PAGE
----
In the aftermath of it all, after yet another big moment in a big game, the trend can no longer be ignored.

Tennessee has a very real chance to reach a rare triple in college sports: playing in a major bowl, and reaching the Final Four and College World Series in the same season.

Welcome, everyone, to the unfolding Tennessee Trifecta.

The unquestioned best combination of the Big 3 in college sports showed off its basketball muscle this weekend, moving the Vols 1 step closer to the rare, 3-sport collection of winning.

NCAA Tournament blue-blood Duke was simply in the way Saturday. Literally.

“We were going to make them play a tough, hard-nosed game,” Tennessee forward Olivier Nkamhoua said. “And see if they were ready for it.”

They weren’t.

Neither were the majority of Tennessee’s football opponents this season, wilting under the pressure of coach Josh Heupel’s fast pace offense. Including a guy named Saban, who when we last heard from him, was complaining about the speed of the game and having to play Tennessee.

Really, he was.

So it’s almost fitting that the Tennessee basketball team did the same to NCAA Tournament king Duke. Or that the Tennessee baseball team did the same to just about everyone last year — and is in the early stages of doing it again this season.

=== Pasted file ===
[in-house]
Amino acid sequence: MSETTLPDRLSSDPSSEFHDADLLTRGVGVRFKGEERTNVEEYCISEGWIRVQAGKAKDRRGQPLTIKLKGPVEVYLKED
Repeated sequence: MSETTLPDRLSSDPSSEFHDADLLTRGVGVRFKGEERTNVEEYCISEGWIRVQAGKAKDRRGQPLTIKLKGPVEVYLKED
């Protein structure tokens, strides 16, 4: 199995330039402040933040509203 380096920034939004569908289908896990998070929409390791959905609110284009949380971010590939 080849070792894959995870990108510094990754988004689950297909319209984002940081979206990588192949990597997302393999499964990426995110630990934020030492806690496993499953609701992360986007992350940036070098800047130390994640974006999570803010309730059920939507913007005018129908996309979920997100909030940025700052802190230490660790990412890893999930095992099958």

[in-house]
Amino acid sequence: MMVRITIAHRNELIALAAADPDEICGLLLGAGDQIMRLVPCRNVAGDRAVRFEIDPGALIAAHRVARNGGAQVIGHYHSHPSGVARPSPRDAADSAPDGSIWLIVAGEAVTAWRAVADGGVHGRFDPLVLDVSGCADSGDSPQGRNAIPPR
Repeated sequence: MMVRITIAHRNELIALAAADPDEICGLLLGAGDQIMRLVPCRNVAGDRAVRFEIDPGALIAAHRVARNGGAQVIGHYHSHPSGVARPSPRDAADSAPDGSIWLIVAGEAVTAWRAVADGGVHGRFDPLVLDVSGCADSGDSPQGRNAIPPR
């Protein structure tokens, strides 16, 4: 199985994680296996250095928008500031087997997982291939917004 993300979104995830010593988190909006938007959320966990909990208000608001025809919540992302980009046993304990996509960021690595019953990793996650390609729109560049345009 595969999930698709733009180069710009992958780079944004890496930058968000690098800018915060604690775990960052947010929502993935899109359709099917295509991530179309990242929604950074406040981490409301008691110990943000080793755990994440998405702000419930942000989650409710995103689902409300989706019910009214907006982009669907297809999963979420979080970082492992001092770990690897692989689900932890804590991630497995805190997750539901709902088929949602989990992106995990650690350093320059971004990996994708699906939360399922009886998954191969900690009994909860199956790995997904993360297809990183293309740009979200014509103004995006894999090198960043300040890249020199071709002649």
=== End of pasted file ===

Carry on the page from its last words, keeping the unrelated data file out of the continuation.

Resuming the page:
The Vols’ dominating 2nd-round win over Duke in the NCAA Tournament was merely an extension of what began in the 2021-22 sports calendar, and has become undeniable in 2022-23. They’re closing in on the college sports trifecta.

The last to do it was Louisville in 2012-2013, when the Cardinals beat Florida in the Sugar Bowl, won the NCAA Tournament and played in the CWS.

After leaving the Orlando Region with 2 wins and setting up a now favorable East Region run, Tennessee has put itself in position for the rare triple by executing the same unwavering philosophy as the football and baseball teams.

By forcing their will on those in their way.

The football team has Heupel’s Blur Ball offense, utilizing an ultra-quick tempo — and executing at such a high level — to force opponents to choose the lesser of 2 evils. When you rush for 200 yards a game, and throw for 326 (and average 46 points per game), there is no right answer defensively.